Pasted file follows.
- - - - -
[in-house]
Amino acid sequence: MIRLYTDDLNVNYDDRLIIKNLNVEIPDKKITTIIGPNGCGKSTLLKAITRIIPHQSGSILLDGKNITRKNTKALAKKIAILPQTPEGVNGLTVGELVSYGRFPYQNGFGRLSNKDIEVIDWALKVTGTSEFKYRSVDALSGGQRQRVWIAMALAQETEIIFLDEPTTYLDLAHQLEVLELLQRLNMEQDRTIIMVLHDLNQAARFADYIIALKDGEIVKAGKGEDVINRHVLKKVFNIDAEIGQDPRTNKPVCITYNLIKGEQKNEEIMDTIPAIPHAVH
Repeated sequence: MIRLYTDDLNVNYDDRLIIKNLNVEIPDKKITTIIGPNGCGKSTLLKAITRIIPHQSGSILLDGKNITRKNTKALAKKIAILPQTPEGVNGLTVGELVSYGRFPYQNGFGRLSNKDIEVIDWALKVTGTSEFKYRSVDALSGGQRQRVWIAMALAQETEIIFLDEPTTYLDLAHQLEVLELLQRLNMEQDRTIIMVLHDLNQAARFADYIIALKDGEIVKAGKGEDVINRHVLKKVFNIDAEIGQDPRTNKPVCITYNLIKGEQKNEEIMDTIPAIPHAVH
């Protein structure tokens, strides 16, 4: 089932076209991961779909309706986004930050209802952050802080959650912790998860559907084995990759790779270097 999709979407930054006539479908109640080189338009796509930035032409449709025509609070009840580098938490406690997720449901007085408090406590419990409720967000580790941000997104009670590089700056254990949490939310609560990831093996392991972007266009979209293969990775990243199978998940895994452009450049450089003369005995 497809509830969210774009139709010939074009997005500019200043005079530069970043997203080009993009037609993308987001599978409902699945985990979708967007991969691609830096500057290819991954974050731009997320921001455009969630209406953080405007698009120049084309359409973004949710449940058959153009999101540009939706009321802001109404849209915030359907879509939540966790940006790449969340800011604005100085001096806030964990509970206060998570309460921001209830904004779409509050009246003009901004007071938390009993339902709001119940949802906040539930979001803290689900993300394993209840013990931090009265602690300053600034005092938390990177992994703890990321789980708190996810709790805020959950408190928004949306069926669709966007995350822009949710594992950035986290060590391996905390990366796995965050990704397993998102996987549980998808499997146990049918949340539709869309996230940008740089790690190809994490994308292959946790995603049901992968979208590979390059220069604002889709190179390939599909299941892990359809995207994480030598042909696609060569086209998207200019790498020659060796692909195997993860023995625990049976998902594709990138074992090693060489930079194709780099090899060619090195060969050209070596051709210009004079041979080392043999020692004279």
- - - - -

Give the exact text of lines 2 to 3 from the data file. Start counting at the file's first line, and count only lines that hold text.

Amino acid sequence: MIRLYTDDLNVNYDDRLIIKNLNVEIPDKKITTIIGPNGCGKSTLLKAITRIIPHQSGSILLDGKNITRKNTKALAKKIAILPQTPEGVNGLTVGELVSYGRFPYQNGFGRLSNKDIEVIDWALKVTGTSEFKYRSVDALSGGQRQRVWIAMALAQETEIIFLDEPTTYLDLAHQLEVLELLQRLNMEQDRTIIMVLHDLNQAARFADYIIALKDGEIVKAGKGEDVINRHVLKKVFNIDAEIGQDPRTNKPVCITYNLIKGEQKNEEIMDTIPAIPHAVH
Repeated sequence: MIRLYTDDLNVNYDDRLIIKNLNVEIPDKKITTIIGPNGCGKSTLLKAITRIIPHQSGSILLDGKNITRKNTKALAKKIAILPQTPEGVNGLTVGELVSYGRFPYQNGFGRLSNKDIEVIDWALKVTGTSEFKYRSVDALSGGQRQRVWIAMALAQETEIIFLDEPTTYLDLAHQLEVLELLQRLNMEQDRTIIMVLHDLNQAARFADYIIALKDGEIVKAGKGEDVINRHVLKKVFNIDAEIGQDPRTNKPVCITYNLIKGEQKNEEIMDTIPAIPHAVH